Perry Mason. Atticus Finch. Sir Wilfred Robarts in Agatha Christie’s Witness for the Prosecution. John Grisham’s Reggie Love and Jake Brigance. When a fictional lawyer captures the passion and fire of the literary search for justice, readers cannot fail but be captivated. Even Nancy Drew’s father was a lawyer, remember?

Any crime fiction reader lusts for justice: for the good guys to win, and the bad guys to get what’s coming to them. In legal thrillers, it’s the lawyers that make that happen. But in my own The Murder List (Forge Books)—and in every real-life murder case—the question is: who are the good guys? Both sides think they deserve the good-guy label, right? The prosecutors are standing up for the system, putting criminals behind bars, protecting the public from nefarious lawbreakers. We’re the good guys, they’d tell you. But the defense attorneys are standing up for the rights of the individual, protecting the little guy, making sure the prosecution plays by the rules to allow an innocent-until proven guilty defendant a fair and just trial. So they think they’re the good guys, too.

These books will make not only make you love the law, but make you love lawyers—and understand them—no matter which side they’re on. But which ones are the good guys?

As fresh and surprising as the first time I read it, Presumed Innocent (FSG) is an absolutely riveting story. It is seminal and genre-making, luring you into the twisty back rooms of the justice system, making you rethink everyone’s story, and then in the end, will leave your jaw on the floor. Every modern legal thriller writer will tell you: this is the one they try to emulate. Even though they know this book—and Scott Turow—are firmly on legal thriller Mount Olympus.

So, the tagline of Thirteen (Flatiron Books) says it all. The serial killer is not on trial, he’s on the jury. I’ve got to say, any lawyer would know that this is a very unlikely thing to have occurred. And yet, somehow, Steve Cavanagh’s sleight of hand makes it seem… well, possible. That authorial juggling alone is enough to make this a terrific read.  If you were a defense attorney, how would you have handled this?

David Ellis has written several terrific legal thrillers on his own, and now partners with the iconic James Patterson, who must be as big a fan as I am of Ellis’s skills with motivation and conflict—and his incredible talent for clever misdirection. In The Last Alibi (G.P. Putnam’s Sons), the nugget is the instant quicksand of lawyer-client privilege. This compelling legal journey takes the reader straight into the mind of a lawyer—both as a tough professional and as a vulnerable human being.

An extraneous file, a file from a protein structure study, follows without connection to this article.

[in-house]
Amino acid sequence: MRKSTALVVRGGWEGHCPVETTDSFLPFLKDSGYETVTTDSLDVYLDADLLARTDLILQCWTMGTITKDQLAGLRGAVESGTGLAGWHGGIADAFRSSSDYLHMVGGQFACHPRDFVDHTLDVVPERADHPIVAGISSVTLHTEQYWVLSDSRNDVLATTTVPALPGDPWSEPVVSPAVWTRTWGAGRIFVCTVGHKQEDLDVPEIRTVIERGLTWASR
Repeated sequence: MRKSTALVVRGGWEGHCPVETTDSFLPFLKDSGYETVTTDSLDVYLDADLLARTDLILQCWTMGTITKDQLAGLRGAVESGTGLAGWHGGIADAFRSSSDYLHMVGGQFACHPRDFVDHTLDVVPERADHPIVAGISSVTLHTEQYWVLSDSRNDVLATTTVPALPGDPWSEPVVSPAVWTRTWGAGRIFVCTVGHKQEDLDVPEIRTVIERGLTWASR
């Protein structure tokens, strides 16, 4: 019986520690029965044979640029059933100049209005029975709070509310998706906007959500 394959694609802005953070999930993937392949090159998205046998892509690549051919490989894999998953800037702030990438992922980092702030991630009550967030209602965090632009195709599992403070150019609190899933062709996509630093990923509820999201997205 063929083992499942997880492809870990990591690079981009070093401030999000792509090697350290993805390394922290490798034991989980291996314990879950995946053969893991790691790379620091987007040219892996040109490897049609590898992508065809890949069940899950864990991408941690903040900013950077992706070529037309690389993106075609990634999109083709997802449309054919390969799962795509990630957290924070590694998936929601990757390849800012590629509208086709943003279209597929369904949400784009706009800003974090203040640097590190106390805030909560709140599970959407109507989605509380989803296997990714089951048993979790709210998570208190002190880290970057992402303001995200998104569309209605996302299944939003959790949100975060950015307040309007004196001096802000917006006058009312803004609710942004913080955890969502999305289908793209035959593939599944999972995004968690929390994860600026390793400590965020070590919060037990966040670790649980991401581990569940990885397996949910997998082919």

The Bellamy Trial (American Mystery Classics) is one of the very first legal thrillers ever written—maybe the first after Merchant of Venice. Reading this wonderful reissue is as delightful as watching The Thin Man or a Tracy and Hepburn movie. But at the core, Frances Noyes Hart’s twisty love-and-murder triangle is a fascinatingly close look at the legal system. I’m so pleased to see this is being brought back into the spotlight in a brand new edition. And yes, your honor, I even wrote the introduction to it.

Miracle Creek (Sarah Crichton Books) is Angie Kim’s tour de force in point of view—much of which takes place in a courtroom. It relentlessly keeps you guessing about what really happened, who killed who, and who was to blame. It’s a heartrending story of family loyalties, and what happens when a family’s life and expectations are caught in the legal wringer. Both gentle and terrifying, this is an innovative and brave new direction in the genre.

Every time I read The Verdict (Bantam Books), or watch the movie, I am struck by the forces at work, the clash of money and justice and power and honor. What brings sadsack Frank Galvin back from certain destruction is his intense sense of right and wrong. Even in the face of being trampled by the system. The courtroom scenes here are heartbreaking and compelling.

If you haven’t read Defending Jacob (Bantam Books), lucky you. William Landay’s meticulously written and infinitely surprising look at a family under siege after the son is accused of a terrible crime will make you rethink everything you know about legal thrillers and the law. And about families. Soon to be a television series, yes, but reading the book will only make the TV show more fun to watch.

This time of year, when there are still some vacation days remaining, is the perfect time to catch up on the riveting courtroom dramas—beloved classics and newly published alike—that you may have missed.  So now: the verdict is in. Courtroom reading season is in session.